September 26, 2006
-- by Dave Johnson
The long-predicted correction in U.S. housing prices has apparently begun.But wait, there's more!
The median selling price fell for the first time in 11 years last month, on an annual basis, pushed lower by the largest glut of unsold homes since 1993, and some economists fear the worst may lie ahead.
The price fall comes amid concerns that the U.S. housing slump could quickly spread to other areas of the economy as consumers react to the falling value of their nest eggs. In recent years, homeowners have used the equity built up in their homes to finance their lifestyles. A U.S. downturn now could also spill over into dependent economies, including Canada's.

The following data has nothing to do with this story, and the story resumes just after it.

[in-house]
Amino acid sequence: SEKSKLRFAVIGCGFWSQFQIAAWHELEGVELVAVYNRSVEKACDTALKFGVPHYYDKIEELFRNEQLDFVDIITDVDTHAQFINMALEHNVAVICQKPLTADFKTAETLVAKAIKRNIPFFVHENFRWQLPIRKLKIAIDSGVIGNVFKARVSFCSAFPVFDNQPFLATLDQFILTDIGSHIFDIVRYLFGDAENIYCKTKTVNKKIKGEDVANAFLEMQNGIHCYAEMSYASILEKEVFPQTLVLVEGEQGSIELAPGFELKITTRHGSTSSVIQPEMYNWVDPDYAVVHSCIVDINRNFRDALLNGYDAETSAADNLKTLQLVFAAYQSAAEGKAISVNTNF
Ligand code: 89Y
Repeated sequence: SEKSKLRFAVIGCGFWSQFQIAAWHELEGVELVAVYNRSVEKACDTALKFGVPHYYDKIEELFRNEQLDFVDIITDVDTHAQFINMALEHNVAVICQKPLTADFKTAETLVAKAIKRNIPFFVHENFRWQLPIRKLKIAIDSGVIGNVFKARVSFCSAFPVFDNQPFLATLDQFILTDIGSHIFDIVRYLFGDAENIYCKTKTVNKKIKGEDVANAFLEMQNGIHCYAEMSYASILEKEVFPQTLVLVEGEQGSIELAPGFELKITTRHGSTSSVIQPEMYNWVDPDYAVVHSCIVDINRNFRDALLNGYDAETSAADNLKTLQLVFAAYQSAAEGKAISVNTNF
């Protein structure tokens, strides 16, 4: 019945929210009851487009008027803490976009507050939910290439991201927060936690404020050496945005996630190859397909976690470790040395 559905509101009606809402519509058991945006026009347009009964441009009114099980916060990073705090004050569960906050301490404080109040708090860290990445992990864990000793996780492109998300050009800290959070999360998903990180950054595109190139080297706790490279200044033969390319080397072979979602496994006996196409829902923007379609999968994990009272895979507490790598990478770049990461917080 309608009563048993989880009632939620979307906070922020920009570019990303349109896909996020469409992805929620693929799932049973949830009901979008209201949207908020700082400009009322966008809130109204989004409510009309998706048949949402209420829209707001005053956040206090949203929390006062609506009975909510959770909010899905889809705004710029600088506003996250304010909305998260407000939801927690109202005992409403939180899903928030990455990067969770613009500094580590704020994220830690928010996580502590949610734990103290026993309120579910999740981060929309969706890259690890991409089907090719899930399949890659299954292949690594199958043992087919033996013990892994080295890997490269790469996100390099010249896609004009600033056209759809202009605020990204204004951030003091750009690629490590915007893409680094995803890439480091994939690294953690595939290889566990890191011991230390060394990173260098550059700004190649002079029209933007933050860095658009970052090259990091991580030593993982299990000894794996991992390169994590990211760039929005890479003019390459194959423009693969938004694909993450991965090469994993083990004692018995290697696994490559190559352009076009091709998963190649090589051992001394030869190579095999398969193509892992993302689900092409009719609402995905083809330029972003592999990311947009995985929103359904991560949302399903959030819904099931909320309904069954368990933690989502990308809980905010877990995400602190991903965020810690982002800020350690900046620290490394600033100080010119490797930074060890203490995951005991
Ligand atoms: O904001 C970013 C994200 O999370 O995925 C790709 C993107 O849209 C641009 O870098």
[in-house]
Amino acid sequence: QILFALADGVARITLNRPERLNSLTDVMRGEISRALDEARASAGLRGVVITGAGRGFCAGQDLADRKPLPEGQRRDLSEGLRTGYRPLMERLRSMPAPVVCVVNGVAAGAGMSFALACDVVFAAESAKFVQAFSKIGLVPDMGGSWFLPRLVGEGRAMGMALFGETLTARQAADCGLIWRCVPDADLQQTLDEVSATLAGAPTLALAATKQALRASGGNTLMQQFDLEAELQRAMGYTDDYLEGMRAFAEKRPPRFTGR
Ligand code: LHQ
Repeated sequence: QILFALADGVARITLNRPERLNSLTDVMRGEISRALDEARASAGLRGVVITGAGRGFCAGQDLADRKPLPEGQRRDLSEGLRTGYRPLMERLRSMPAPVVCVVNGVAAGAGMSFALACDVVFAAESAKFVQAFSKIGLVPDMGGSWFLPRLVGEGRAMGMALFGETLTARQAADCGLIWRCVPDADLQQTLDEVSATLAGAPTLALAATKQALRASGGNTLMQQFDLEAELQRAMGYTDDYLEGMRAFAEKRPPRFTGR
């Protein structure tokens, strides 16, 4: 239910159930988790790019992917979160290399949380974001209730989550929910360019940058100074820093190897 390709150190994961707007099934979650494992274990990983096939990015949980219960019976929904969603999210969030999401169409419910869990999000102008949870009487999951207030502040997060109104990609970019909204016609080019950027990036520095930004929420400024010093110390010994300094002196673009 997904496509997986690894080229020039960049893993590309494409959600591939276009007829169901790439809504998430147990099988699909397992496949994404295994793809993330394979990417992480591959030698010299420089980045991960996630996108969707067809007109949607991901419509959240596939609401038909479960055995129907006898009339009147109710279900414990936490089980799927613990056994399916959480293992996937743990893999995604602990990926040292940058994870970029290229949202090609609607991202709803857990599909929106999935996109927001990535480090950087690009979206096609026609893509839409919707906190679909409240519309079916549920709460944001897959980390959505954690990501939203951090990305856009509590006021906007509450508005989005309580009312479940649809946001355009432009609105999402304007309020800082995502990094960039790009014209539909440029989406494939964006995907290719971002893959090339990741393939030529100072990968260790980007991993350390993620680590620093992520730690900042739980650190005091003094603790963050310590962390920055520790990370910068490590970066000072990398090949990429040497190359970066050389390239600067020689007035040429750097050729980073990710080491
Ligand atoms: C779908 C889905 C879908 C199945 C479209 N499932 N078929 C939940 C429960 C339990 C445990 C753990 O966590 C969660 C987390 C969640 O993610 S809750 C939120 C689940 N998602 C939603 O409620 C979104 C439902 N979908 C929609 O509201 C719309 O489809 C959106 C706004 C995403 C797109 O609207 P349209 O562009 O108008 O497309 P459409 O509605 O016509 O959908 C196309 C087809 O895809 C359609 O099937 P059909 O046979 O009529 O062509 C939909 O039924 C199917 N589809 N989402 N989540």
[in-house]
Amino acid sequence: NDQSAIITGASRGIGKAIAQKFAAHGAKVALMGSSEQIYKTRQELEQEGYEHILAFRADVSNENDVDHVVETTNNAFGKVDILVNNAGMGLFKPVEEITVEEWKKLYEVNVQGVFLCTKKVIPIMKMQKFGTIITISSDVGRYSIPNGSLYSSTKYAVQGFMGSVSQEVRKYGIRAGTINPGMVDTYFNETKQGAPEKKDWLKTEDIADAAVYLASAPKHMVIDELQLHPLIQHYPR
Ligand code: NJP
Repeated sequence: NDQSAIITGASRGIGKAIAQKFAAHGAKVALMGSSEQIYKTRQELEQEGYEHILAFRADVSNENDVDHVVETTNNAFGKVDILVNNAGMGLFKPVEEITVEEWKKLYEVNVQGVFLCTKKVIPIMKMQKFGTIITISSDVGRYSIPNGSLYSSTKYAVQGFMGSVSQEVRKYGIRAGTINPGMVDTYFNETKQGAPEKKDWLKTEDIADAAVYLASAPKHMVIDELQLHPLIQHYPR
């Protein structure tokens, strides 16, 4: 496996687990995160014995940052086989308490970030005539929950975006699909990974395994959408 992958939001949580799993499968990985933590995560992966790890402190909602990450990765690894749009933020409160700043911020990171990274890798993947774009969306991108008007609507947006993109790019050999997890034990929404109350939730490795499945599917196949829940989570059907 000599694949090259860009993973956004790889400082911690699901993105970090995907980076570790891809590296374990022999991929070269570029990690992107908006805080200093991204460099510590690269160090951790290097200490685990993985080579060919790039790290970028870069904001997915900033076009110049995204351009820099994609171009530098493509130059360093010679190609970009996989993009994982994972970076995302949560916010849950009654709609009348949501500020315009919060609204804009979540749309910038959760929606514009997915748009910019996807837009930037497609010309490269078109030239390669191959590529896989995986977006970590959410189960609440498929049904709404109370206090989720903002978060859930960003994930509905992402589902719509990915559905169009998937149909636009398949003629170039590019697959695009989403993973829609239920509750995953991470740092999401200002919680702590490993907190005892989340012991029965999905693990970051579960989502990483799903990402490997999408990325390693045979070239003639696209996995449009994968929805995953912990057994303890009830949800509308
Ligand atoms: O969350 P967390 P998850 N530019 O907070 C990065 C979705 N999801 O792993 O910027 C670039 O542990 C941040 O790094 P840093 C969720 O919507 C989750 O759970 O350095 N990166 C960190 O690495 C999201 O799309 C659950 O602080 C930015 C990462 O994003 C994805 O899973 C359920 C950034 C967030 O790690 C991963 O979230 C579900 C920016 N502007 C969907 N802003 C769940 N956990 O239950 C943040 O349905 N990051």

The year-over-year drop in median sales prices represented a dramatic turnaround in fortunes for the once high-flying housing market, which last year was posting double-digit price gains.Stats show dramatic slowdown in California housing market,
"Pop goes the housing bubble," said Joel Naroff, chief economist at Naroff Economic Advisors. He predicted prices will fall further as home sellers struggle with a record glut of unsold homes.
Fresh evidence poured in Monday that the national and Bay Area housing markets are declining sharply.Sometimes, just the headlines say it all - that's all most people see anyway:
The California Association of Realtors reported that statewide home sales year to year fell 30.1 percent in August, the greatest decline since the housing market was facing double-digit interest rates in the early 1980s.
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